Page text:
BERLIN (Reuters) - Germany has rejected calls to give Greece more time to reach budget goals agreed with international lenders for its third bailout program as it grapples with the migrant crisis.
Austria’s recent imposition of border restrictions set off a domino effect in Europe that has left tens of thousands of migrants stranded in Greece, placing additional burdens on a country relying on an economic recovery after six years of recession.
“The refugee issue and the aid program for Greece should not be mixed,” a spokesman for German Finance Minister Wolfgang Schaeuble told Reuters on Sunday when asked about European Parliament President Martin Schulz’s suggestion that Greece be given more time to resolve its budget problems.
The idea was also rejected by Manfred Weber, leader of the center-right European People’s Party (EPP), the biggest bloc in the European Parliament.
“Anyone who waters down the European stabilization policy in the migrant crisis plays with fire,” Weber told several local newspapers. “The European debt rules must not be weakened. And this also applies for the reform conditions for Greece.”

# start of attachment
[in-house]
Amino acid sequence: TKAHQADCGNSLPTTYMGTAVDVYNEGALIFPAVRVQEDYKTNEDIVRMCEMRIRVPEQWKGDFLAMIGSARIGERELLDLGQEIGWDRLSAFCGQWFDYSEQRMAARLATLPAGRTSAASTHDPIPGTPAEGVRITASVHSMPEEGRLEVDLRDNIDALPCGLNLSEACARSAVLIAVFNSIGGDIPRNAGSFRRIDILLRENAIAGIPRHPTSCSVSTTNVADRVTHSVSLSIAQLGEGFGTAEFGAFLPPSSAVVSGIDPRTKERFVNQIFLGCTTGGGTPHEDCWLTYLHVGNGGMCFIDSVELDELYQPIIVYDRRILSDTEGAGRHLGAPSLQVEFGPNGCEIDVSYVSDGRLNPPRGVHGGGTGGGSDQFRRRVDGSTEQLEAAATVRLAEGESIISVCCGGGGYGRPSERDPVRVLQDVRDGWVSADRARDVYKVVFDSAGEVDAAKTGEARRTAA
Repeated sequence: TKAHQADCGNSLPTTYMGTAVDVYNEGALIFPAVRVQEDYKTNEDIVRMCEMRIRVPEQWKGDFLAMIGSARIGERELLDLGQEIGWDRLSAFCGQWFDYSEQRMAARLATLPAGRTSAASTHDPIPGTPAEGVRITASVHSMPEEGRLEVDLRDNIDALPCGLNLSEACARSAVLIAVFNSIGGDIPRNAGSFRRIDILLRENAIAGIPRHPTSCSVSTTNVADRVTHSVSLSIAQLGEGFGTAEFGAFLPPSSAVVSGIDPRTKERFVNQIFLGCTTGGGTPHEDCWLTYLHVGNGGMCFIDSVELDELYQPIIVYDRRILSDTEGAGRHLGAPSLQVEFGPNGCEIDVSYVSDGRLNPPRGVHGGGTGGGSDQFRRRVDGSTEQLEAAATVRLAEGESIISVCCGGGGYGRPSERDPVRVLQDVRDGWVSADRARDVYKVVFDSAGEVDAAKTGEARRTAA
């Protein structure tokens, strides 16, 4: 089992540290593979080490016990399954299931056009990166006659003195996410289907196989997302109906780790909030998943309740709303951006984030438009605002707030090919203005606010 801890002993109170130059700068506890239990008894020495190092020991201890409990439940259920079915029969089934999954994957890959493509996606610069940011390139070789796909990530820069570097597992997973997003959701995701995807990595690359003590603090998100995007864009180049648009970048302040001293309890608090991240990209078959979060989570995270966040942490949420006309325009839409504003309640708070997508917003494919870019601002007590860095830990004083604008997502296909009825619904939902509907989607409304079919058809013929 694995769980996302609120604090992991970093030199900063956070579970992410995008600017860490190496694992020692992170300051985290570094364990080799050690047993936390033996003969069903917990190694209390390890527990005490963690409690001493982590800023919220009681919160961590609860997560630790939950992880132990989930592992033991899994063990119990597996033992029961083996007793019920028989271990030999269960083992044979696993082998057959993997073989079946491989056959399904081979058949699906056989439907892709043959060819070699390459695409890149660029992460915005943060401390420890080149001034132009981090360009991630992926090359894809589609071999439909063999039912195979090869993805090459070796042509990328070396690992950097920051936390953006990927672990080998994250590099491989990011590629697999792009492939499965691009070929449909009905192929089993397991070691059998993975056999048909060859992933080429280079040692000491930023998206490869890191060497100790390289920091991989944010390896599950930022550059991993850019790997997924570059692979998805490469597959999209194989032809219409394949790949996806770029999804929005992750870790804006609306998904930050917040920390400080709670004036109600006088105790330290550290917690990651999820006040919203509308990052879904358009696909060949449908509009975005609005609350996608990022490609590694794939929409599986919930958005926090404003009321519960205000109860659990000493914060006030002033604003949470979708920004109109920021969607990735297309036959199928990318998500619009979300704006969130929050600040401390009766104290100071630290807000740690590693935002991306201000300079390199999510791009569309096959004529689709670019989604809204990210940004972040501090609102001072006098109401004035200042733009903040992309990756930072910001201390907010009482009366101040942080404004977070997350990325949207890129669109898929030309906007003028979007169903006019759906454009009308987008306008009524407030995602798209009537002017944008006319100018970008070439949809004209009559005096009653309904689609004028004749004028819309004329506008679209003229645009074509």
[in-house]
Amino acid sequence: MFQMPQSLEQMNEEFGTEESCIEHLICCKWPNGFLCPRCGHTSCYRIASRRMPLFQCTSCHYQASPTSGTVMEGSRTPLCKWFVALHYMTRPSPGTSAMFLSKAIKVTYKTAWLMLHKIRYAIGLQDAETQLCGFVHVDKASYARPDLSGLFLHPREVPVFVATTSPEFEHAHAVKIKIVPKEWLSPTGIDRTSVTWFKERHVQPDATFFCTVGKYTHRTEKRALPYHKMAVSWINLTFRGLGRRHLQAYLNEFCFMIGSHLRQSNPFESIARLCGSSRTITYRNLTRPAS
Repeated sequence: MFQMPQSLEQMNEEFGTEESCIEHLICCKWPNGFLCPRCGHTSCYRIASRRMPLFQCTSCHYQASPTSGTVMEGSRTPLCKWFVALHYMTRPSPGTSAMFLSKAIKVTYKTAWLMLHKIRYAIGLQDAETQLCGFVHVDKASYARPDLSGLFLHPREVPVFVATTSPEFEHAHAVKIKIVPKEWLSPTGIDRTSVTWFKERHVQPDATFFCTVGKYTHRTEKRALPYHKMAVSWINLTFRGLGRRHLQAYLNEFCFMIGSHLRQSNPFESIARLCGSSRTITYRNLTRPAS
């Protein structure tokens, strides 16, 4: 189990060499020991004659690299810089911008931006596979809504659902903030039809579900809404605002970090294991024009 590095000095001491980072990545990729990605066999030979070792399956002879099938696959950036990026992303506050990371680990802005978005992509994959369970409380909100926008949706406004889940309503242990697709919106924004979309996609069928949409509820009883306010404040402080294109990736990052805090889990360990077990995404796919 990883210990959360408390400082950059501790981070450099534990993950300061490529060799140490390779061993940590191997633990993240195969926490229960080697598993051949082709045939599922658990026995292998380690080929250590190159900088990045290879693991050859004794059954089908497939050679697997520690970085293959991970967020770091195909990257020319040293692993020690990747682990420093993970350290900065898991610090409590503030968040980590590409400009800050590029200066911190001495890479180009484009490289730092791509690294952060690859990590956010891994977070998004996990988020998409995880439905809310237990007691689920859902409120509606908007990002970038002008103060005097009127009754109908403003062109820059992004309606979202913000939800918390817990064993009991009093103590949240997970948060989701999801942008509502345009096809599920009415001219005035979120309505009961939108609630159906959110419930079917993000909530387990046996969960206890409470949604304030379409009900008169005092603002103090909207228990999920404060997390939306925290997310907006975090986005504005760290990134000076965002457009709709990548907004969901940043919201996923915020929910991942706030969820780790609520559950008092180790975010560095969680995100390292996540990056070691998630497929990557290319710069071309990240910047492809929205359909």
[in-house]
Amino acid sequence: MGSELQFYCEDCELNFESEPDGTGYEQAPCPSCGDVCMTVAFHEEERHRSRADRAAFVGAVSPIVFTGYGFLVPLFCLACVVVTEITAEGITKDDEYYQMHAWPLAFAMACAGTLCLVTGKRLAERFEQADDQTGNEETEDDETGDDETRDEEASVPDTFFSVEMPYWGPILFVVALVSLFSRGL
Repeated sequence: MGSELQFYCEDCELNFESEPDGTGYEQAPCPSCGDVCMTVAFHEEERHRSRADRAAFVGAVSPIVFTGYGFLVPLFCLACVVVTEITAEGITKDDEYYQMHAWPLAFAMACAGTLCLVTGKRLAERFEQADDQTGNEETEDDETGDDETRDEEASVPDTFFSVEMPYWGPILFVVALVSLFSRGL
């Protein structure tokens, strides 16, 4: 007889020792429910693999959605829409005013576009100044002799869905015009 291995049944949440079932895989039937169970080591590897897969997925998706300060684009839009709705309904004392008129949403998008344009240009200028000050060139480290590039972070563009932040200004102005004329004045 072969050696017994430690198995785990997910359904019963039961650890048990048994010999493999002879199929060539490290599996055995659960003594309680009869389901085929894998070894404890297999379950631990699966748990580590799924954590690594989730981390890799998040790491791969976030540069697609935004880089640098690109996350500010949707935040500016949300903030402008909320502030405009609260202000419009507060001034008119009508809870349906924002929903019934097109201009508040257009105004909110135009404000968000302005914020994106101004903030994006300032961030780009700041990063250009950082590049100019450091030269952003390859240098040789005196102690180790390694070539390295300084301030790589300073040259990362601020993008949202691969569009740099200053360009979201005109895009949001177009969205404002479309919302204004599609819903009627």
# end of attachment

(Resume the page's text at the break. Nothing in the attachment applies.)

Schulz, a leading member of Germany’s co-governing Social Democrats, had argued that the migrant crisis was affecting Greece more than other EU countries because of its geographic location, causing additional budget problems.
“Consequently, we have to show more flexibility in regard to the application of deficit criteria,” Schulz said.
German Chancellor Angela Merkel had said on Saturday that Greece needed to deliver quickly on its promise to provide accommodation for 50,000 refugees and the European Union should help Athens with the task.
Euro zone finance ministers will meet in Brussels on Monday, with Greece expected to be the main topic on the agenda after negotiations have stalled between Athens and its creditors -- the euro zone, the European Central Bank and the International Monetary Fund.
A first review of economic reforms under the bailout plan agreed last August, which Greece wants concluded fast to move on to debt-relief talks, has been held up by disagreement among the lenders over how much more Athens needs to save in public spending, notably on pensions.
Reporting by Michael Nienaber; Editing by David Goodman